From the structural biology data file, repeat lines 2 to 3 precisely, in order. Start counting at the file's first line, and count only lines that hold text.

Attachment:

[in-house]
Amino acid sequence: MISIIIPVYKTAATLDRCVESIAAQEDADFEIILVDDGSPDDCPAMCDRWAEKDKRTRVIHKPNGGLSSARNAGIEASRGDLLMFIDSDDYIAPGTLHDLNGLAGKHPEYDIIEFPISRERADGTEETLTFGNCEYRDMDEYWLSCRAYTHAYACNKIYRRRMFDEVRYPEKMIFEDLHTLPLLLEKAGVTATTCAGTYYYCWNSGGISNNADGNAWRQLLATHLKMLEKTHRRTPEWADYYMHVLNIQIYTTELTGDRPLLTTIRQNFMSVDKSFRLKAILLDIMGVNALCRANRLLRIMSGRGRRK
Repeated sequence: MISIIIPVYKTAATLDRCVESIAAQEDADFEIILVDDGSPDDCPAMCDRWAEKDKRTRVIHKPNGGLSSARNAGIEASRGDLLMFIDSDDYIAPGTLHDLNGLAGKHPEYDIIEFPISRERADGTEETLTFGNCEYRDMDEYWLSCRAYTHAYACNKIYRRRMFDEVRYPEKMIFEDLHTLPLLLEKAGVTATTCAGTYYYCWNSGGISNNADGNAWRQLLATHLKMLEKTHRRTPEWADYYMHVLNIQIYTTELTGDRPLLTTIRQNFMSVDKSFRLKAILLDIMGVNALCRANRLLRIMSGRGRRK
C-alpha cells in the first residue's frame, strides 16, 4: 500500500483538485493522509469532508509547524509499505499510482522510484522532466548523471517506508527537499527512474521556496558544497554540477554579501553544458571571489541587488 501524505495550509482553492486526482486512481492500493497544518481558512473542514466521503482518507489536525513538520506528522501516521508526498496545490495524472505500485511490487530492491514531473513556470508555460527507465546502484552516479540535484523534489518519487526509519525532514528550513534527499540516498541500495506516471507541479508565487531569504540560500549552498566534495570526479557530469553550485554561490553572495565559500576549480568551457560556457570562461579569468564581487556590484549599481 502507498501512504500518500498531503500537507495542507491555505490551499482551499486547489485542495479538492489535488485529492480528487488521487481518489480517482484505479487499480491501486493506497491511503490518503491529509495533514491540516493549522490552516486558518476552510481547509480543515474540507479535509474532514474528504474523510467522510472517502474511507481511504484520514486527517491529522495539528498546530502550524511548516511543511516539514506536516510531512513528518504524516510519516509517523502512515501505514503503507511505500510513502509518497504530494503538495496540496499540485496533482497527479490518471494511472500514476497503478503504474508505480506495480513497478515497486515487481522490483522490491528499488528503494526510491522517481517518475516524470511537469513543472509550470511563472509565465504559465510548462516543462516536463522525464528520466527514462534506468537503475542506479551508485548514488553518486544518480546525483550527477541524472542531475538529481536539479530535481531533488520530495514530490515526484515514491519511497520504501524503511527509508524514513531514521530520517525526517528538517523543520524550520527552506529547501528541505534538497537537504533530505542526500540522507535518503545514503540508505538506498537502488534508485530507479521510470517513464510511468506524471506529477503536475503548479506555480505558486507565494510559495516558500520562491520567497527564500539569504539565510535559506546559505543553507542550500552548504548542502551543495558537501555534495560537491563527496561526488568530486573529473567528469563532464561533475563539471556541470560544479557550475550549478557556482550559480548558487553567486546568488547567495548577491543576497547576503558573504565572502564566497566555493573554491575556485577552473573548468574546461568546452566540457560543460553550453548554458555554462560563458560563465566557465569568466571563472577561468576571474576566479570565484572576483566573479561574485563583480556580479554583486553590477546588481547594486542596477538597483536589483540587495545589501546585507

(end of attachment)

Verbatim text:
Amino acid sequence: MISIIIPVYKTAATLDRCVESIAAQEDADFEIILVDDGSPDDCPAMCDRWAEKDKRTRVIHKPNGGLSSARNAGIEASRGDLLMFIDSDDYIAPGTLHDLNGLAGKHPEYDIIEFPISRERADGTEETLTFGNCEYRDMDEYWLSCRAYTHAYACNKIYRRRMFDEVRYPEKMIFEDLHTLPLLLEKAGVTATTCAGTYYYCWNSGGISNNADGNAWRQLLATHLKMLEKTHRRTPEWADYYMHVLNIQIYTTELTGDRPLLTTIRQNFMSVDKSFRLKAILLDIMGVNALCRANRLLRIMSGRGRRK
Repeated sequence: MISIIIPVYKTAATLDRCVESIAAQEDADFEIILVDDGSPDDCPAMCDRWAEKDKRTRVIHKPNGGLSSARNAGIEASRGDLLMFIDSDDYIAPGTLHDLNGLAGKHPEYDIIEFPISRERADGTEETLTFGNCEYRDMDEYWLSCRAYTHAYACNKIYRRRMFDEVRYPEKMIFEDLHTLPLLLEKAGVTATTCAGTYYYCWNSGGISNNADGNAWRQLLATHLKMLEKTHRRTPEWADYYMHVLNIQIYTTELTGDRPLLTTIRQNFMSVDKSFRLKAILLDIMGVNALCRANRLLRIMSGRGRRK